A. Motion to Suppress Examiner Report 3

         As it pertains to Kuhnel's motion to suppress Examiner Report #3, Kuhnel contends that (1) the Magistrate Judge incorrectly disregarded Kuhnel's supplemental briefing; (2) the R&R mischaracterizes the facts; and (3) the R&R incorrectly found that Kuhnel did not suffer a violation of his constitutional rights and that the inevitable discovery doctrine applied. (Def.'s Objs. To R&R at 2-10.)

         1. Objection to Denial of the Supplemental Briefing

         Kuhnel objects to the Magistrate Judge's order denying acceptance of his supplemental briefing.[2] The Magistrate Judge stated, however, that even if the supplemental briefing would have been timely, it would not have altered the recommendation. (R&R at 3 n.1.) Further, Kuhnel revives the core arguments made in his supplemental briefing, sometimes word-for-word, in separately filed motions that the Court will review. (Compare Def.'s Supp. Brief, Aug. 20, 2019, Docket No. 189 with Def.'s Objs. to R&R, Sept. 13, 2019, Docket No. 206 and Mot. to Dismiss for Gov. Misconduct, Sept. 18, 2019, Docket No. 217.) Thus, the Court will deny Kuhnel's objection on this ground as it is irrelevant to the outcome.

         2. Objection to Factual Issues in Report and Recommendation

         On the claimed factual errors in the R&R, Kuhnel first argues that Officer Dale Hanson's initial analysis of Kuhnel's computer was a complete examination and was not limited in scope. Second, Kuhnel disagrees with the R&R finding that Officer Hanson offered Wold-Kuhnel's Expert-the use of certain software because Wold's own software was taking longer than expected. Third, Kuhnel claims the Magistrate Judge incorrectly found that Officer Hanson's testimony lacked evasiveness. Kuhnel further argues that Officer Hanson's statements impeach his credibility.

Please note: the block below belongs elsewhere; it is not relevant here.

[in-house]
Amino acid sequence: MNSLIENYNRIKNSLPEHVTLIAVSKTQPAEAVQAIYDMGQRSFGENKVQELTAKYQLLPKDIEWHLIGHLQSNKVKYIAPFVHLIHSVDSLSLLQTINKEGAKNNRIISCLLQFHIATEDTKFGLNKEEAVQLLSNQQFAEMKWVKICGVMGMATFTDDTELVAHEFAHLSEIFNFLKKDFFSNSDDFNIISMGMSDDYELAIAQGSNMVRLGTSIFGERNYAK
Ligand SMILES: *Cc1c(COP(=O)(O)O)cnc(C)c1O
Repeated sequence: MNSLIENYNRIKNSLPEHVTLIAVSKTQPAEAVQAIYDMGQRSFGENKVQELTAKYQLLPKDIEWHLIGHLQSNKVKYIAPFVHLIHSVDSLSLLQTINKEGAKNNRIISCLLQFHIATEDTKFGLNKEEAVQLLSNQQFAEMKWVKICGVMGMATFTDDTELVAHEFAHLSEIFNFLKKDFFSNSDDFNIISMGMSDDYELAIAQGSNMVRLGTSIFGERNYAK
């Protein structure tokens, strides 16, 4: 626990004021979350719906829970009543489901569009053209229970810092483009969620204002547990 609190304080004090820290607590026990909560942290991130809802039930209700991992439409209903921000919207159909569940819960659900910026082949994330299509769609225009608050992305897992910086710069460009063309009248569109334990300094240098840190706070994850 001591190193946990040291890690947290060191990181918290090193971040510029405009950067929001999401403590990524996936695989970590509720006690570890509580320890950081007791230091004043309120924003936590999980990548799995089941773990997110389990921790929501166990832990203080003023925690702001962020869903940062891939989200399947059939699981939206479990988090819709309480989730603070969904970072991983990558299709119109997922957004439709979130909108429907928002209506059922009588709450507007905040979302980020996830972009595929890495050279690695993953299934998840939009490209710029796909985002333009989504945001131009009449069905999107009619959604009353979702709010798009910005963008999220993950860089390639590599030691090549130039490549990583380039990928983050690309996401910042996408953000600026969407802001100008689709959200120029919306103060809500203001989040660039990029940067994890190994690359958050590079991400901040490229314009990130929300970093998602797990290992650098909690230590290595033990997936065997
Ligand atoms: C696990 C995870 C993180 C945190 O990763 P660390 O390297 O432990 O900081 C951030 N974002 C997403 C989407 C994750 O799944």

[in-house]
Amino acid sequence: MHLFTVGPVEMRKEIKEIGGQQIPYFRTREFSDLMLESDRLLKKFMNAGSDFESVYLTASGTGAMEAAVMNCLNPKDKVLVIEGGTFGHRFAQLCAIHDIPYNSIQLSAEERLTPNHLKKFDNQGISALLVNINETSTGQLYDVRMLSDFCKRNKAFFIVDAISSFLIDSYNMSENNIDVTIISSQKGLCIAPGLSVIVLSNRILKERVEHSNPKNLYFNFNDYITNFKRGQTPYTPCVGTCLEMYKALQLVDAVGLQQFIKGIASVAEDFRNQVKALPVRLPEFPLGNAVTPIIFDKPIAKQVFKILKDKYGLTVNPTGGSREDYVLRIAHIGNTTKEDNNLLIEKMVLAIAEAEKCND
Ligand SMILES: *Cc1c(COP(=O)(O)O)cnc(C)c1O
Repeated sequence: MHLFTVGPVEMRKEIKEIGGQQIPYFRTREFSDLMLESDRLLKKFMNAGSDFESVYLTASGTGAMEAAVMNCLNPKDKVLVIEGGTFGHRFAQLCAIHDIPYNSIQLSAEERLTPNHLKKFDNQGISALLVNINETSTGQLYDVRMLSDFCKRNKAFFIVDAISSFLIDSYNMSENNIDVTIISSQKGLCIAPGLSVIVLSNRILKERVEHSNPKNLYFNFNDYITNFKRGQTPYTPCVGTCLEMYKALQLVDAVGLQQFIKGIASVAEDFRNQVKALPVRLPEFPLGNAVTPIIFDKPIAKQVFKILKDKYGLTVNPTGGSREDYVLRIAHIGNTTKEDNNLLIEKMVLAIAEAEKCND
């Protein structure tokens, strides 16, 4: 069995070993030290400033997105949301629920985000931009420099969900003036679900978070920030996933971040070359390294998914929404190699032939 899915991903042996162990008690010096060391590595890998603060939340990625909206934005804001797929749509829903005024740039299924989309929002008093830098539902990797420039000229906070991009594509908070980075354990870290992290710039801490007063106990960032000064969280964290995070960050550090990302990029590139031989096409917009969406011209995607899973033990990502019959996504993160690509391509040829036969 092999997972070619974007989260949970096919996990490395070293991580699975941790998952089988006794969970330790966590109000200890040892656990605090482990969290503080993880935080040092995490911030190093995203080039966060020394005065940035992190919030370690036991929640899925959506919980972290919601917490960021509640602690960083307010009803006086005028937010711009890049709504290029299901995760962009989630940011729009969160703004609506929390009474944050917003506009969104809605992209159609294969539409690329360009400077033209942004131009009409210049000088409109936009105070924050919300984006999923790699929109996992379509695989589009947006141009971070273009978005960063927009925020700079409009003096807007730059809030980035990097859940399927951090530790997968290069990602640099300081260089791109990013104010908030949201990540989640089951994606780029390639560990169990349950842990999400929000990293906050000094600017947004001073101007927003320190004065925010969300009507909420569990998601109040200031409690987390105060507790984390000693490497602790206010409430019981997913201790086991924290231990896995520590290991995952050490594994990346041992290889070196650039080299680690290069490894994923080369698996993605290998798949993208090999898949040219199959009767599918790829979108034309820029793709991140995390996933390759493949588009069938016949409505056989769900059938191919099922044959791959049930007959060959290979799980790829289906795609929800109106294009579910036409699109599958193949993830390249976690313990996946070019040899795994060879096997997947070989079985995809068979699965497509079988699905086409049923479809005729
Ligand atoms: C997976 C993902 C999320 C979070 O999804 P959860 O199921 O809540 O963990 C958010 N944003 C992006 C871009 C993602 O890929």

The hearing transcript clearly supports the Magistrate Judge's factual summary and the Court will deny Kuhnel's objections. First, Officer Hanson testified that he conducted an initial forensic examination of Kuhnel's laptop and, as is common practice, was requested later to conduct an additional analysis. (SEALED Hr'g Tr. at 76:16-77:10, July 11, 2019, Docket No. 175.) An initial examination that later requires additional analysis indicates that the first examination was not complete.

         Second, while Wold stated he did not recall why Officer Hanson offered Wold the use of a forensic software program, Officer Hanson stated it was because Wold's program was taking longer than expected. (Id. at 41:8-24; 82:9-21.) The Magistrate Judge adopted the only explanation proffered during the hearing. Third, the hearing transcript does not show Officer Hanson acting in an evasive manner nor does it show Officer Hanson impeaching himself. The Court also notes that the Magistrate Judge was present for the examination of Officer Hanson and is therefore in a much better position to evaluate his credibility and demeanor when subject to questioning. Thus, the Court finds that the R&R accurately reflected the facts and adopts them herein.

         3. Objection to Finding No Constitutional Violations